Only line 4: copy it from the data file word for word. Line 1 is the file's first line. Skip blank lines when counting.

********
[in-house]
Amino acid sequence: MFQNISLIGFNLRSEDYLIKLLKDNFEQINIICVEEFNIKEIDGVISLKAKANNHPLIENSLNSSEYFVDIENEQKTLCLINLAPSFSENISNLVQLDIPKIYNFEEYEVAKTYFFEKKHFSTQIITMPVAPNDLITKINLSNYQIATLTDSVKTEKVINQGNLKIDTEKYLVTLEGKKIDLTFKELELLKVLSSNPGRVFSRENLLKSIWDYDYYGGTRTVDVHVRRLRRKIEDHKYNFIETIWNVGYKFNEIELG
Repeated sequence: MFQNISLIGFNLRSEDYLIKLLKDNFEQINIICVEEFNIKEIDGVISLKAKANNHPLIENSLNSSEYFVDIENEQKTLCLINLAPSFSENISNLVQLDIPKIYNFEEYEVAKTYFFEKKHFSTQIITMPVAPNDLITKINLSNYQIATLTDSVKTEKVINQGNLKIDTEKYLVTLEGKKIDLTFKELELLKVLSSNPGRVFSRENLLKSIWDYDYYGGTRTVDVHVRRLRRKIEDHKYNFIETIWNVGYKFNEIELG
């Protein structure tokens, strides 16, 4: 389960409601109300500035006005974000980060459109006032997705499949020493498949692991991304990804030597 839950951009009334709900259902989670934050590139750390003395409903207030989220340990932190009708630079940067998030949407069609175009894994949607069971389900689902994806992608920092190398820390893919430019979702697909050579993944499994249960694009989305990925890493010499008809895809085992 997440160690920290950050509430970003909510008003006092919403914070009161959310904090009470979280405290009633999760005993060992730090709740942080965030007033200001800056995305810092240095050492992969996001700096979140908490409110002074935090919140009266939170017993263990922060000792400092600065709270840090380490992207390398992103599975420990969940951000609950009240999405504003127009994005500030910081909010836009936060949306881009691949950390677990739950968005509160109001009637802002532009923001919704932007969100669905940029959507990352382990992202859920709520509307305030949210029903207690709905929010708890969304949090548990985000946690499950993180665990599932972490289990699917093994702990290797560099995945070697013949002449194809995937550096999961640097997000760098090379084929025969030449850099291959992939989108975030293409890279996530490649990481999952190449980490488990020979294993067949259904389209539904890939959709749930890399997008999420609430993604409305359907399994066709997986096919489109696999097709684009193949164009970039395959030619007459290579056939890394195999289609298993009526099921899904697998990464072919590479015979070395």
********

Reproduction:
């Protein structure tokens, strides 16, 4: 389960409601109300500035006005974000980060459109006032997705499949020493498949692991991304990804030597 839950951009009334709900259902989670934050590139750390003395409903207030989220340990932190009708630079940067998030949407069609175009894994949607069971389900689902994806992608920092190398820390893919430019979702697909050579993944499994249960694009989305990925890493010499008809895809085992 997440160690920290950050509430970003909510008003006092919403914070009161959310904090009470979280405290009633999760005993060992730090709740942080965030007033200001800056995305810092240095050492992969996001700096979140908490409110002074935090919140009266939170017993263990922060000792400092600065709270840090380490992207390398992103599975420990969940951000609950009240999405504003127009994005500030910081909010836009936060949306881009691949950390677990739950968005509160109001009637802002532009923001919704932007969100669905940029959507990352382990992202859920709520509307305030949210029903207690709905929010708890969304949090548990985000946690499950993180665990599932972490289990699917093994702990290797560099995945070697013949002449194809995937550096999961640097997000760098090379084929025969030449850099291959992939989108975030293409890279996530490649990481999952190449980490488990020979294993067949259904389209539904890939959709749930890399997008999420609430993604409305359907399994066709997986096919489109696999097709684009193949164009970039395959030619007459290579056939890394195999289609298993009526099921899904697998990464072919590479015979070395």